Voice assistant will clean up the car cockpit

January 10, 2018 // By Christoph Hammerschmidt
Bosch intends to reduce the clutter of control buttons, levers and stalks in the cockpit of today’s car. Much of the interaction between driver and car, the automotive supplier suggests, could be assumed by a virtual voice assistant.

Virtual voice assistants like Amazon’s Alexa are currently conquering the homes. Bosch has a similar approach: Casey, the electronic pillion passenger and voice assistant could make driving more comfortable and safe. The innovation lies in the way Casey works: While existing voice control schemes, for example for navigation systems and infotainment units, are closely tied to the menu structure of the respective device, Casey understands natural language and moderately complex phrases.

Thus, it will greatly reduce the type of driver distraction caused by the complex user interfaces of today’s vehicles. In this context, the automotive supplier quoted a study from Allianz Insurance’s technology center which unveiled that 74 percent of the drivers are distracted if they set navigation targets, air condition or take a call. This distraction, the insurance company writes, is one of the most common causes of accidents.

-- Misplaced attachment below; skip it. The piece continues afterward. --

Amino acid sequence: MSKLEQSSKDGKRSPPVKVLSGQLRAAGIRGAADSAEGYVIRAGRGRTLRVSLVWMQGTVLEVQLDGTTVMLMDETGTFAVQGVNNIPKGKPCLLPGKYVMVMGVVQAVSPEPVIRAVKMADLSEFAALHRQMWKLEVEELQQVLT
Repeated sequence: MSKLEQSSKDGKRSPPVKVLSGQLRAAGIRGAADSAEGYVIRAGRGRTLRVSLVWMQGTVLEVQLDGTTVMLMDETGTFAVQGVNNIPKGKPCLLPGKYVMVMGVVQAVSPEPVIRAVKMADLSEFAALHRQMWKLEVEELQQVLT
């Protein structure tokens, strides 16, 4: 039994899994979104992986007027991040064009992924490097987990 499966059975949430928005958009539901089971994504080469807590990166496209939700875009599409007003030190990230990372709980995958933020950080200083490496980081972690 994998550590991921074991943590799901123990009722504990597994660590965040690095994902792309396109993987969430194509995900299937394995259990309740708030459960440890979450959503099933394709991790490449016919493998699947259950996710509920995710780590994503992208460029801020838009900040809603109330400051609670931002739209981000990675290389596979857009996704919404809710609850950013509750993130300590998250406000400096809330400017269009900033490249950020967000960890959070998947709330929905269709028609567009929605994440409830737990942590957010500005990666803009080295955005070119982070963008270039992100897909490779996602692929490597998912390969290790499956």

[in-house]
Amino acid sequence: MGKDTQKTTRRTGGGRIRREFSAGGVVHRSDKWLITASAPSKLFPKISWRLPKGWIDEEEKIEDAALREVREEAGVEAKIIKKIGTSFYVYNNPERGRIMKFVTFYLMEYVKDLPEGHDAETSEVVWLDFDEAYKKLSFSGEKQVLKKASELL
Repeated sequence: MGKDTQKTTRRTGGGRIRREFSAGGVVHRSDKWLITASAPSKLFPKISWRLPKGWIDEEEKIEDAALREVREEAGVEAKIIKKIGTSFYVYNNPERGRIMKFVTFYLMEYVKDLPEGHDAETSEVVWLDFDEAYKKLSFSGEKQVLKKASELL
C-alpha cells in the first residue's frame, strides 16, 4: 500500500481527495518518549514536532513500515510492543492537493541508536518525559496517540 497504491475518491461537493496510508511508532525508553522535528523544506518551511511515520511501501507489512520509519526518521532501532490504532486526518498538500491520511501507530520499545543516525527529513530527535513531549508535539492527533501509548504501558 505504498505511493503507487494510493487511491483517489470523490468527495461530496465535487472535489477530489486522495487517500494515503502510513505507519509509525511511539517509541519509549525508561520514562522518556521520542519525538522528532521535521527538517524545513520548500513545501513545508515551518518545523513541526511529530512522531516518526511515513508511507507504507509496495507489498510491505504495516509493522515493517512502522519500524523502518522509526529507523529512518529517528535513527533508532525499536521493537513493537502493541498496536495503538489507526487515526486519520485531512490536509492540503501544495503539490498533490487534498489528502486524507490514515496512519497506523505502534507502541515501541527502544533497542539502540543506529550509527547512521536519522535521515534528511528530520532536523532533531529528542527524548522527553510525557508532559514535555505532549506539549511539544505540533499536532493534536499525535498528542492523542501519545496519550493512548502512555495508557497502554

In contrast to similar services like Alexa or Siri, Casey does not need an internet connection; all processing is handled locally, Bosch explained. The algorithms run on the infotainment control unit or head unit of the respective car. The voice control software is part of a new concept: Bosch plans to combine all HMI functions in a single computer. This would make it possible to synchronize infotainment, instrument cluster and further display units in a matter that information is displayed and controlled throughout the entire vehicle in terms of timing and content.

Customers – car makers – who wish to integrate their own voice control scheme can do so, Bosch explained. Casey does not only recognize local accents and dialects but masters 30 global languages (it can speak English with British, American, Australian or South African accent, a Bosch spokesperson said. The artificial intelligence running on Bosch’s HMI computer makes the system context sensitive.

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